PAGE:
Happy Spring!

Well, I think we can say it’s officially spring. My daughter keeps asking me if it’s “supposed” to be this warm or if we’re feeling climate change. Truthfully, I’m not sure. I’ll be honest and admit I’m starting to enjoy this warmer weather but 70 in March in New Hampshire? Is that normal? What do you think? Meanwhile, Passover starts this weekend and my family has been preparing. Of course, it’ll be a small gathering but I kind of prefer it that way. No stress, relaxed cooking and making things we want to eat, including these four ingredient gluten-free chocolate chip cookies. In the meantime, let’s see what happening in climate news.

Food waste and choices play a huge role in global warming. My family isn’t perfect – we eat way too many bananas and other out-of-season fruits – but we’re trying. But an Irish startup claims to work out your carbon footprint from your grocery receipt. Some factors are well known — for instance, animal products are typically more resource intensive than most plant-based alternatives, and importing products increases their footprint — but the app also helps identify other important differences between items, such as seasonality or whether refrigeration was required on the journey to market. It also offers tips on how to reduce shopping emissions.

Here’s one example of the connection between our food consumption and the environment: Palm oil is destroying rainforests. But try going a day without it.

Covid has definitely had an effect on our environment, including population numbers. Stop Panicking—There Are a Lot of Positives to the Baby Bust. We should celebrate that increased empowerment and equality are leading this trend of slowing growth and reducing pressure on the climate and environment...Even as our population growth slows, our outsized consumption patterns and reckless industrial growth in the Global North continue to destroy the planet. We should be more worried about what the climate crisis, pollution and biodiversity loss mean for our economy and society. This rings particularly true in the United States, where our consumption is five times that of the average global citizen.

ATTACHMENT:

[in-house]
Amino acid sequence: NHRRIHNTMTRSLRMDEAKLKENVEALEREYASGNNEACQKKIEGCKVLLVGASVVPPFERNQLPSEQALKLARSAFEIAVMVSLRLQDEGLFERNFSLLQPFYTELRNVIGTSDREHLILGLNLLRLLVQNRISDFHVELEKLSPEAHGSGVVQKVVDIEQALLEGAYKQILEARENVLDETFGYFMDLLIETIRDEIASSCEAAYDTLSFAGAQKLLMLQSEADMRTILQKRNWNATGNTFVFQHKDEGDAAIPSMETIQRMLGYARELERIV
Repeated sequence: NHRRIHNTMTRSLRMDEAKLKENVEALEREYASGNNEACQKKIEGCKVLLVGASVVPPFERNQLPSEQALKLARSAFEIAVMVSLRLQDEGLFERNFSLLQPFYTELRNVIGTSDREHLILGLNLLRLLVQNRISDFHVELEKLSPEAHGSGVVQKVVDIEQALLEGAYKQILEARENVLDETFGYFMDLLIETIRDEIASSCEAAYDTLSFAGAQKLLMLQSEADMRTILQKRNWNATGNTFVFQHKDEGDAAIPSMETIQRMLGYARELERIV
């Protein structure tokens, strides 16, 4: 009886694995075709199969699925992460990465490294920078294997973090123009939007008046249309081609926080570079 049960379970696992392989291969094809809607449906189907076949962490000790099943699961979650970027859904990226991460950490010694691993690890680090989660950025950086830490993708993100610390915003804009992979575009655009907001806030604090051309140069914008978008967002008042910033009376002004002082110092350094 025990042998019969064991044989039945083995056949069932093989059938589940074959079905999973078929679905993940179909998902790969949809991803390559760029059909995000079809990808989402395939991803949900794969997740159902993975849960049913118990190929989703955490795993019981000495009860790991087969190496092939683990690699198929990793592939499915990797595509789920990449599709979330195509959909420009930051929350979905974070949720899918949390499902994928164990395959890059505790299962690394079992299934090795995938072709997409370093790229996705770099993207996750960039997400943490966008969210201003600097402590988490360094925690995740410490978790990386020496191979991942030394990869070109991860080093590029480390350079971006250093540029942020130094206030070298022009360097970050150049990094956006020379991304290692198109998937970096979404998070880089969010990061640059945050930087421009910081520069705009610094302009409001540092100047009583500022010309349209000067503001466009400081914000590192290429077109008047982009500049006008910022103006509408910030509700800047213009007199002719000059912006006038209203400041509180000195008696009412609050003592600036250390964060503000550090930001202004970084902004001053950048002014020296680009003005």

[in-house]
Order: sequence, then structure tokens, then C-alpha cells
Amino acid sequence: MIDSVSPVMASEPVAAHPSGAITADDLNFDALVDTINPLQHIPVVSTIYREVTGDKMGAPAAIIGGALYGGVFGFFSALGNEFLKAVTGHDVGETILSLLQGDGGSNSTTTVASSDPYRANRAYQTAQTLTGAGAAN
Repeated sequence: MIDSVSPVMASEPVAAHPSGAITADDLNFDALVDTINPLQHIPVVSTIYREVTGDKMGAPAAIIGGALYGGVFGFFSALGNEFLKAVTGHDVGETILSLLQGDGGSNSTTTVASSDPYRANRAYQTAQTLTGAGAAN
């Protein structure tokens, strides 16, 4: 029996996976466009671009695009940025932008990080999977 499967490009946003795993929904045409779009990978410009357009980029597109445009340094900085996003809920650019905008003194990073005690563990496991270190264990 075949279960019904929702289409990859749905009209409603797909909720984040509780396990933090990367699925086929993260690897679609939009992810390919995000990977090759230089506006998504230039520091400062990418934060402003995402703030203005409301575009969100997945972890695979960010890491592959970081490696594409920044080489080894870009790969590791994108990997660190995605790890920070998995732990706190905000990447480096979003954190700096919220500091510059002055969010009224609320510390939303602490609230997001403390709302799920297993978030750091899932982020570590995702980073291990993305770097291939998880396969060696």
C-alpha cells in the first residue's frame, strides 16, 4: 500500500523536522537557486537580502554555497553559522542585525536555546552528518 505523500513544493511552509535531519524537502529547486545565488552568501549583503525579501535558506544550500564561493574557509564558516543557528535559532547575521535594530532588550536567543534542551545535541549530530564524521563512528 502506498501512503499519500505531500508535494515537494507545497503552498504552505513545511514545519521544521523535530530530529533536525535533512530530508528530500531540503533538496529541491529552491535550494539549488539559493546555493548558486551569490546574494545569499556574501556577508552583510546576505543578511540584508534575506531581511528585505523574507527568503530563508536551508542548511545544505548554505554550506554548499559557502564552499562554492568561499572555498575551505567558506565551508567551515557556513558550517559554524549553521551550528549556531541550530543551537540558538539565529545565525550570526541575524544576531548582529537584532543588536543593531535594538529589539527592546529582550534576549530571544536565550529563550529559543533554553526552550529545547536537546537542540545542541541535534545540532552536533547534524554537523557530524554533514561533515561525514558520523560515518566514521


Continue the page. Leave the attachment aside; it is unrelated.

Interested in a conference? Maine Law’s 2021 Justice For Women Lecture to focus on “The Impact of Climate Change on Indigenous Women Around the World.The University of Maine School of Law’s 2021 Justice For Women Lecture will bring together an amazing lineup of activists from around the world for an engaging discussion on the impact of climate change on indigenous women. The tenth annual event is scheduled to take place virtually on April 15, 2021 from 12:00 – 1:30 pm EDT.

And now here’s a recap of other topics Hannah and I discussed this week on GreenLifeNH!

Like what you see? Make sure to subscribe (look on the bottom of the home page) and tell us what you thought about the articles. Which did you find most interesting or important? You can also follow us on instagram – @greenlifenh. We are all on this journey together. – Rachel

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